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Marketplace insights

In a business it is usually not too difficult to tell when you are in trouble; you fail to make a profit, your customers are disappearing and you and your employees are not able to function productively, but what about your department or nonprofit organization? How can you tell if it is at risk of failure before it is too late? How do you know when it is time to make drastic changes?

Many Native organizations experience terminal problems, but fail to recognize the warning signs. Challenges that might exist in the delivery of client services, political and financial issues can snowball into problems that can eventually lead to an organization’s downfall. Even the most successful organization and the most profitable business can fail. Knowing what to look for in a problem organization at the onset is the key.

Some managers, business owners or program directors may retreat into denial mode. Like a dysfunctional family, they do not want to admit when there is a problem. This will create a host of symptoms as members of an organization attempt to deal with the problem issues. Employees are often the first to react, maybe through behavior, loss of interest, change in work morale, turnover in job positions. Many Native workers will leave a problem business or organization, rather than face conflict, or they may withdraw into their private work world. Loss of team or group continuity in a Native organization is one important sign.

The quality of product or service delivery may also suffer in a troubled business or organization. Your client base may begin to subside, as they find alternative methods of services. Or worse, they may rebel, creating a negative political campaign against an organization.

This is a particularly popular strategy in many Native tribal communities, since members and political leadership are so closely entwined. Organizations may find themselves being summoned to tribal council to answer to their problems and risk losing important funding sources. Businesses may face the loss of tribal government or community members as customers, causing a decrease in business revenue.

Communication breakdown is another sign in a problem organization. Employees and management will cease to provide important messages to one another. This may be due to confusion, failure to want to deal with difficult issues, or just plain defiance on their behalf. This is one way people show discontent, they withdraw and fail to communicate within their organization. A breakdown in a business or organizational system will include the following: Seize in standard workplace communication, only engaging in one-way communication from the top down with no feedback, non-verbal communication that represents an employee’s negative disposition with workplace issues.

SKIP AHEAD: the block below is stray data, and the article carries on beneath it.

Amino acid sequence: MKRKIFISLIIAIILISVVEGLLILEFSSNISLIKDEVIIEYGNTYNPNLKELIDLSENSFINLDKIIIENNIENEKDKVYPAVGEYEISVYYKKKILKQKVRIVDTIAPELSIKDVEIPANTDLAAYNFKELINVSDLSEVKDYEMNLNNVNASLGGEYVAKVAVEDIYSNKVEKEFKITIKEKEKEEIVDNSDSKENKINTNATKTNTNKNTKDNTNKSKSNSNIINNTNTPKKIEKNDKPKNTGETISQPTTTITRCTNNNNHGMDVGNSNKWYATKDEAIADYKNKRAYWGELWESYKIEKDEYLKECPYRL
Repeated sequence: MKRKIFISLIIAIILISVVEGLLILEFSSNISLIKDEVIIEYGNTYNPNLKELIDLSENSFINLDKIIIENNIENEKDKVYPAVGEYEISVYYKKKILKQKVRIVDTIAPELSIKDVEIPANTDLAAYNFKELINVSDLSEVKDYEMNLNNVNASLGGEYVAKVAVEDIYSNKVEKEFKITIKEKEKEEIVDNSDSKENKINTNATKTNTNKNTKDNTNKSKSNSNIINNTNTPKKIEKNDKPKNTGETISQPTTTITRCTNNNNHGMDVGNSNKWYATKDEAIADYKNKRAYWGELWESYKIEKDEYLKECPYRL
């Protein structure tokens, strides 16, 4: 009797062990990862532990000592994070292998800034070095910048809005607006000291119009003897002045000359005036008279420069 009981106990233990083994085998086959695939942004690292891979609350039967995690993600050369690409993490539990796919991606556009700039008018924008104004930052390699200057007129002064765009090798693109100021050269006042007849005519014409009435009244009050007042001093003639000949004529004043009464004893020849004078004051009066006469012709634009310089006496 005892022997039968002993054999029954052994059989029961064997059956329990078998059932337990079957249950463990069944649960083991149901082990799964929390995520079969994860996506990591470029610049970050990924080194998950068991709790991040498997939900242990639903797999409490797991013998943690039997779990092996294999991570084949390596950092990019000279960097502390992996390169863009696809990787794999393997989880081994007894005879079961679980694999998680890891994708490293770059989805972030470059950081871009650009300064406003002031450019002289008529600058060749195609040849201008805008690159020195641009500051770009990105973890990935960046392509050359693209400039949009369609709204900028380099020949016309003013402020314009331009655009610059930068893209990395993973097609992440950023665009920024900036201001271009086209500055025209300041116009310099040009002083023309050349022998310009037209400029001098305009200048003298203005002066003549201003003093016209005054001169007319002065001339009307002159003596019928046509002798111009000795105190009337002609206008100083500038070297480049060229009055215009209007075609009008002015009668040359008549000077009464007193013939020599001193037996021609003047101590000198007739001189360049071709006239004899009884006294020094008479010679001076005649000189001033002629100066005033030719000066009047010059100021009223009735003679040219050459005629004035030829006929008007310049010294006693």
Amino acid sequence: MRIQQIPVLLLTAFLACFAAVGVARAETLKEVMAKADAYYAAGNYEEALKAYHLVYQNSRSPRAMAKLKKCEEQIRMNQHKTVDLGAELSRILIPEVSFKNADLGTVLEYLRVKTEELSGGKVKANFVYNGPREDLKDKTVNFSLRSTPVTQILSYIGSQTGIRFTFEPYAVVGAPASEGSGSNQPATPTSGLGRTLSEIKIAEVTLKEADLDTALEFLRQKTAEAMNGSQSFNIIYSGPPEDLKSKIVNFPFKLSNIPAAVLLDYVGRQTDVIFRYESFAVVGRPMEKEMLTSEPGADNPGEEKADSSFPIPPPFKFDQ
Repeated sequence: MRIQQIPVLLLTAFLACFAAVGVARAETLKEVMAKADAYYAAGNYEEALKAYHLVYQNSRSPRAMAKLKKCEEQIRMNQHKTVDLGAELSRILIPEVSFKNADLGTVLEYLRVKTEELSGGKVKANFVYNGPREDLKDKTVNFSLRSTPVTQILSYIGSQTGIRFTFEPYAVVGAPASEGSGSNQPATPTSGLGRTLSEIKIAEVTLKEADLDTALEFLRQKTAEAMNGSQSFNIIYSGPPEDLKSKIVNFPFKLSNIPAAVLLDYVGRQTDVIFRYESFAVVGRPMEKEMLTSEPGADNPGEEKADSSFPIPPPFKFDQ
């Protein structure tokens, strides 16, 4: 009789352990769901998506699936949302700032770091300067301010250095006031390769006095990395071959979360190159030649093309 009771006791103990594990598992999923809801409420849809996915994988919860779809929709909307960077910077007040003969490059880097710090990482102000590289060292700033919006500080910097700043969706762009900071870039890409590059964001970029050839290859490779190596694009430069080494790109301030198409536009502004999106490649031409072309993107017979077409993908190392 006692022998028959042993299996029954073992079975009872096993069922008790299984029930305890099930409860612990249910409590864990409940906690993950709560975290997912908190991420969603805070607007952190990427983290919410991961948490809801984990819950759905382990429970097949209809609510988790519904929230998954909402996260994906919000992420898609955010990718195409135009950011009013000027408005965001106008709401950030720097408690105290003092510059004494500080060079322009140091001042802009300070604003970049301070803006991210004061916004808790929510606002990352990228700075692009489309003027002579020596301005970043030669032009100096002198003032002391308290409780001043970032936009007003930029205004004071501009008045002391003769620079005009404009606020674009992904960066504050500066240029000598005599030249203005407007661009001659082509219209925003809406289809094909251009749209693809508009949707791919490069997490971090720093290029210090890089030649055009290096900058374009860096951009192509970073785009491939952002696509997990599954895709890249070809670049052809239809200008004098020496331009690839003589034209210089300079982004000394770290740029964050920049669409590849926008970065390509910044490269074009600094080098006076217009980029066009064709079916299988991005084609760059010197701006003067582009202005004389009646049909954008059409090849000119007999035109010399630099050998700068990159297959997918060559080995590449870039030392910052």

Management overusing formal policy to address workplace issues, documenting poor behavior, excessive warnings and memos, or employees sending negative messages; this has become prevalent in modern businesses and organizations that use e-mail to communicate.

There are many things we need to be aware of. It is important to tell early on when your business or organization is “on the rocks.” The fist step is to face that there are problems. You are then able to begin a process for effectively addressing these issues and bring your business or organization back from the brink of failure. Develop a strategy to repair problem issues, seek outside support if necessary, and most importantly, work as a team to get your organization back under control. Steps you take to intervene will help not only your professional reputation, but more importantly the Native tribes and communities that rely so heavily on productive organizations to meet their service needs.


Lucinda Hughes-Juan has many years of teaching and training in the fields of business and management, with a focus on the cultural dynamics in Native businesses and organizations. She is an enrolled member of the Tohono O’odham Nation. She holds an MBA in global management, and is currently a Ph.D. candidate in business and organizational management. E-mail her at MLS8090@aol.com.